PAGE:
Everybody was upset. Some of the princes said that the King of Khosla had set an impossible task for them. They said that the King must choose one of them to marry his daughter. They argued that the marriage had been fixed and it must take place.
The King of Khosla was very sad that the contest had failed. He ordered the bulls to be put back in their cages and taken away.
Suddenly, a new prince arrived in a chariot. It was Krishna, with Arjuna as his charioteer. Krishna wanted to try his luck in the contest to win Satya.
The King welcomed Krishna and told him about the terms of the contest. Krishna accepted these terms and entered the field. The defeated kings and princes looked on.
The wild bulls were all standing in a row, with their heads raised high, as if celebrating their victory. Then they saw another man walking boldly towards them. They stared at him; he stared at them. For the first time the bulls seemed frightened. Krishna was strong and clever. He knew how to tackle these wild animals. Slowly, he walked around, caught the bulls one by one, and firmly yoked them together.
The kings and princes were surprised. There were loud cheers for Krishna. The drummers, pipers, and buglers went into action with exciting loud music. The King of Khosla greeted Krishna. He placed Satya’s hand in Krishna’s. There was joy on all sides.
Then the defeated kings and princes raised an uproar. They were shocked that Krishna had won the contest and thus won the hand of Satya. They rose up in anger and cried: “Who is this Krishna? Is he not a cowherd? Is he not the one who killed his own uncle? How can kings and princes of noble birth allow one of their girls to be married to a mere cowherd?”
The kings and princes talked and talked, and shouted at the top of their voices. They said it was below their dignity to allow a cowherd to marry Princess Satya. They wanted to fight it out with Krishna.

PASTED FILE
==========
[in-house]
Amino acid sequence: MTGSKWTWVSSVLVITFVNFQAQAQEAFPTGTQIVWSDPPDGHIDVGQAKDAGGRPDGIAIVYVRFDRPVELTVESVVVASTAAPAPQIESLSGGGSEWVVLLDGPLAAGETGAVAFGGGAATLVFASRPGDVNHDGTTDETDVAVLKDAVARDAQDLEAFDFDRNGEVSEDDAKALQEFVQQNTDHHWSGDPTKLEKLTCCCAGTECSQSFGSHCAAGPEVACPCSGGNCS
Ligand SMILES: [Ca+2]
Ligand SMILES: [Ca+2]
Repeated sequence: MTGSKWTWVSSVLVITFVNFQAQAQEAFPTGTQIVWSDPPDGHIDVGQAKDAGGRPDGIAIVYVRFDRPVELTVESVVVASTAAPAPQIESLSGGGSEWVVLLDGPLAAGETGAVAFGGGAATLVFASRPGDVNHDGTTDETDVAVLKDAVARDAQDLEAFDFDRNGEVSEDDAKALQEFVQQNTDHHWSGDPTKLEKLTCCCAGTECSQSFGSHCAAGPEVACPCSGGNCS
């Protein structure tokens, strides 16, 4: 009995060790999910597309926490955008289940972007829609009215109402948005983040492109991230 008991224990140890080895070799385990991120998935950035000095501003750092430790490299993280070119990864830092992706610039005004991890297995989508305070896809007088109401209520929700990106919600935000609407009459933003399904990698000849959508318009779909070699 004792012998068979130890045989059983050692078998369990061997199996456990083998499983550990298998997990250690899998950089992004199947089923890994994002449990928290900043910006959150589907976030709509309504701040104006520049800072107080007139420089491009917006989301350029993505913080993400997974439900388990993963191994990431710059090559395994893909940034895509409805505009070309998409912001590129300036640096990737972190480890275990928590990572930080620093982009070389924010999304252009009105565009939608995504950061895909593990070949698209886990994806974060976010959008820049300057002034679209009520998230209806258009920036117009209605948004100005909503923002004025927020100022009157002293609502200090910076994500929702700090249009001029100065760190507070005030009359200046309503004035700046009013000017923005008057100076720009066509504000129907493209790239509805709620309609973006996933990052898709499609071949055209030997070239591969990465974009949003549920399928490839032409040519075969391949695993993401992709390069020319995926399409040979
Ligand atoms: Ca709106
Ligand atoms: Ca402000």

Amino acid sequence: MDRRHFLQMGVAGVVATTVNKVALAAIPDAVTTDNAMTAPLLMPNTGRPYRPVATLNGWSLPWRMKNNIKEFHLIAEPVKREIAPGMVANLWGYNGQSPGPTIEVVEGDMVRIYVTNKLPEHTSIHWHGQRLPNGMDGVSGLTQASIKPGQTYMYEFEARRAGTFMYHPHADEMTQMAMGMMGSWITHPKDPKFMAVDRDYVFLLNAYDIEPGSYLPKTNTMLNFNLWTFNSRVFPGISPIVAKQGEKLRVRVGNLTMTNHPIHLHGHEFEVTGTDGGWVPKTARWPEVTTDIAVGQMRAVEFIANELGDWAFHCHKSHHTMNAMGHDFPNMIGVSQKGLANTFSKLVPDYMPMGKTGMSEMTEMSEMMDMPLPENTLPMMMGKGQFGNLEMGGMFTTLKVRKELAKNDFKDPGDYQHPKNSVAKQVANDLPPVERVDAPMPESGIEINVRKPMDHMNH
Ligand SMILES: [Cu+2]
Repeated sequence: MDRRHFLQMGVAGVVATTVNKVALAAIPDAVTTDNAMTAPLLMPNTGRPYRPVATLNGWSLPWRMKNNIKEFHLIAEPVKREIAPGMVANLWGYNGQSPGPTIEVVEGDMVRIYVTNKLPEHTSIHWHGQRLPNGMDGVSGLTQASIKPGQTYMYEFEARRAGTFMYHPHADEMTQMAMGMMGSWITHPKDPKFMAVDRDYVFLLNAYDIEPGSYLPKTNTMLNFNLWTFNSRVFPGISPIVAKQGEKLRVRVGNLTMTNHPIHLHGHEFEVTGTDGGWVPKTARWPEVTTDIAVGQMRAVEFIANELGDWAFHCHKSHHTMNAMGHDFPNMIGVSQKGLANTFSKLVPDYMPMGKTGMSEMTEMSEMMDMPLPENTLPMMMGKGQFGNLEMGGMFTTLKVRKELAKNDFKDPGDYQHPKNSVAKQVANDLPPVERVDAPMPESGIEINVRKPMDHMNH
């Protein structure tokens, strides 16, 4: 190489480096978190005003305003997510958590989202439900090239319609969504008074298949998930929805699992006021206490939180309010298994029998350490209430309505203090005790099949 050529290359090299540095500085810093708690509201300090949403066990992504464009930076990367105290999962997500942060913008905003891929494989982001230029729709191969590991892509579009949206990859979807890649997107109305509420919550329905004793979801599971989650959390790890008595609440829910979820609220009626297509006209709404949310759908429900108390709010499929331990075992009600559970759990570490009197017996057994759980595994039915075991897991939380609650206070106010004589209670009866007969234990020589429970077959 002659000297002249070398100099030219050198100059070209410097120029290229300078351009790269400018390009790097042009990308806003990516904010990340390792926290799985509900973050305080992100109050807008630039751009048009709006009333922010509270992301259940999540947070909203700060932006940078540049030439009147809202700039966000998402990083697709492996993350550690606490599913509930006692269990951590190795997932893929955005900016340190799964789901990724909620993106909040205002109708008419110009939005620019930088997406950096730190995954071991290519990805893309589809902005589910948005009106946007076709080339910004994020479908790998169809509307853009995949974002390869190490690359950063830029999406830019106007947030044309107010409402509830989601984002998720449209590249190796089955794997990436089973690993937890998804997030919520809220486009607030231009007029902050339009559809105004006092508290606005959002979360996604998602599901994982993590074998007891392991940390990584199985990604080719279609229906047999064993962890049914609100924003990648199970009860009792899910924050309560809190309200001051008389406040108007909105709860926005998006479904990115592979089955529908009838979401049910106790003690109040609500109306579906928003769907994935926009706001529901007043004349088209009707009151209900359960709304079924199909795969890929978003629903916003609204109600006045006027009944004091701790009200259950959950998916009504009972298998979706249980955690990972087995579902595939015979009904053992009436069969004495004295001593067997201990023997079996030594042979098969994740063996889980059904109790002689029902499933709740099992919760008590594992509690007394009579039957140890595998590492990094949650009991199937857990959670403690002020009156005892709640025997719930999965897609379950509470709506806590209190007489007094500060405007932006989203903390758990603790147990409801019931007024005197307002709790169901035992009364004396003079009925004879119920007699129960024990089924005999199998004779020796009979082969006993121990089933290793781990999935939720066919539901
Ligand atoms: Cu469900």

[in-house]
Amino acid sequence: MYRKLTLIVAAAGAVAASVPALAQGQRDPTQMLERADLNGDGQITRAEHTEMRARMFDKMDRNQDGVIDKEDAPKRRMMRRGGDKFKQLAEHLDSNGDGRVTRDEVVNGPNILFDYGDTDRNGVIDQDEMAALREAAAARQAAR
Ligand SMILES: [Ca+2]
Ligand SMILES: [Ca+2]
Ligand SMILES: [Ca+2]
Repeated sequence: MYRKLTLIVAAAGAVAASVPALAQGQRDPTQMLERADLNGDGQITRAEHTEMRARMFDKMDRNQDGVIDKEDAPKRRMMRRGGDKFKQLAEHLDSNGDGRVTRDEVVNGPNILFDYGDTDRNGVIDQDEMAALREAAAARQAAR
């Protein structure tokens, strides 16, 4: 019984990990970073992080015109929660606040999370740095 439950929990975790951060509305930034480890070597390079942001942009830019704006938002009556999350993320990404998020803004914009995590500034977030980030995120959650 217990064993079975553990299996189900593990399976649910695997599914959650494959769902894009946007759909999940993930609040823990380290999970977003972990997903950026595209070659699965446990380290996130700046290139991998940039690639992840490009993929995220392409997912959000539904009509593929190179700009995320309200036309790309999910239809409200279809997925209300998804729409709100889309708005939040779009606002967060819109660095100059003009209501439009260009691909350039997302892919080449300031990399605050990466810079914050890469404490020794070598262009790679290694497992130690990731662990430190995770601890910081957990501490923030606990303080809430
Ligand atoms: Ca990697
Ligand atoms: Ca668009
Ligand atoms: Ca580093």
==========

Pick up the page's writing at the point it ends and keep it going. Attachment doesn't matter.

Krishna and Arjuna were about to leave with Satya, when the challenge came. Krishna walked to the chariot, jumped into it, and sat there with Satya by his side. He then asked Arjuna to deal with the kings and princes who had declared war on him.
Arjuna went to them and pleaded for peace. He said that Krishna had won the princess in an open contest, by fair means. He appealed to them not to create unnecessary trouble. But the princes, in their disappointment and anger, would not listen to Arjuna. They wanted to fight.
“Then get ready,” said Arjuna. He took out his mighty bow ‘Gaiidivam’, and started shooting arrows that fell like a heavy shower on his foes. The princes shot back but they were no match for Arjuna.
Arjuna aimed his arrows in such a way that he did not kill anyone. His arrows hit the bows and arrows of his enemies, who were left without weapons to fight back. Still the princes wanted to continue the battle. Then Arjuna shot arrows, which destroyed the clothes worn by his enemies, leaving all the kings and princes quite naked on the battlefield.
In their shame, all the defeated kings and princes ran away.
Krishna then took leave of the King of Khosla and drove away with Satya by his side, and Arjuna as the charioteer.